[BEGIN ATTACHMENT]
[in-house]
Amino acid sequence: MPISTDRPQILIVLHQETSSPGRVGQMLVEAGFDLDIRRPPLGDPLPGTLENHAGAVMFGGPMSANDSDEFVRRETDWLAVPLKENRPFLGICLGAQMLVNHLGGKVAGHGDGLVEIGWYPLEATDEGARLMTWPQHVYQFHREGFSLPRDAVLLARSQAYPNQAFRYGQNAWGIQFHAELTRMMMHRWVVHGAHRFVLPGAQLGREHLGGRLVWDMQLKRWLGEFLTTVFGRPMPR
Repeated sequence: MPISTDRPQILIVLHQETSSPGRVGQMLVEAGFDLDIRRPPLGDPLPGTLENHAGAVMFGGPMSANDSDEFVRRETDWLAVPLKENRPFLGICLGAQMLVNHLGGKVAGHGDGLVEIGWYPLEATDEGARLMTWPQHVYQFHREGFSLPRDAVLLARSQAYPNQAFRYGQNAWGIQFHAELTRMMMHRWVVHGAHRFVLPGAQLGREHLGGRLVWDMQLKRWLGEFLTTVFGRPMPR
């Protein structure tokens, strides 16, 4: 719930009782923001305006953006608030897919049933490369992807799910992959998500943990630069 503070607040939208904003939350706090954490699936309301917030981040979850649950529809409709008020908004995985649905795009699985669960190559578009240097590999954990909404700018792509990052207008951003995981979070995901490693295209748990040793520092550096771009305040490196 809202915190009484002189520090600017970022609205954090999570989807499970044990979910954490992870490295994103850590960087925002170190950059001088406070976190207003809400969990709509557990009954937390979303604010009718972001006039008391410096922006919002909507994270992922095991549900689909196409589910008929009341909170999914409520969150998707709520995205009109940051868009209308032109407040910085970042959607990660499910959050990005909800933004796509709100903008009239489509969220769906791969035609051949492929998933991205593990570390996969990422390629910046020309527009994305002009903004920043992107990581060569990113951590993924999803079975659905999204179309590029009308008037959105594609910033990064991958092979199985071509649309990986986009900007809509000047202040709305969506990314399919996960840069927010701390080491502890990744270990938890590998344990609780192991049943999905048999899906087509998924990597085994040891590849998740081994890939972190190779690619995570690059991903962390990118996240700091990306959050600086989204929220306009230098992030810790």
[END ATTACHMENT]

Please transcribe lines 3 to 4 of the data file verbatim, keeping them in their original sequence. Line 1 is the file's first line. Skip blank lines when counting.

Repeated sequence: MPISTDRPQILIVLHQETSSPGRVGQMLVEAGFDLDIRRPPLGDPLPGTLENHAGAVMFGGPMSANDSDEFVRRETDWLAVPLKENRPFLGICLGAQMLVNHLGGKVAGHGDGLVEIGWYPLEATDEGARLMTWPQHVYQFHREGFSLPRDAVLLARSQAYPNQAFRYGQNAWGIQFHAELTRMMMHRWVVHGAHRFVLPGAQLGREHLGGRLVWDMQLKRWLGEFLTTVFGRPMPR
């Protein structure tokens, strides 16, 4: 719930009782923001305006953006608030897919049933490369992807799910992959998500943990630069 503070607040939208904003939350706090954490699936309301917030981040979850649950529809409709008020908004995985649905795009699985669960190559578009240097590999954990909404700018792509990052207008951003995981979070995901490693295209748990040793520092550096771009305040490196 809202915190009484002189520090600017970022609205954090999570989807499970044990979910954490992870490295994103850590960087925002170190950059001088406070976190207003809400969990709509557990009954937390979303604010009718972001006039008391410096922006919002909507994270992922095991549900689909196409589910008929009341909170999914409520969150998707709520995205009109940051868009209308032109407040910085970042959607990660499910959050990005909800933004796509709100903008009239489509969220769906791969035609051949492929998933991205593990570390996969990422390629910046020309527009994305002009903004920043992107990581060569990113951590993924999803079975659905999204179309590029009308008037959105594609910033990064991958092979199985071509649309990986986009900007809509000047202040709305969506990314399919996960840069927010701390080491502890990744270990938890590998344990609780192991049943999905048999899906087509998924990597085994040891590849998740081994890939972190190779690619995570690059991903962390990118996240700091990306959050600086989204929220306009230098992030810790």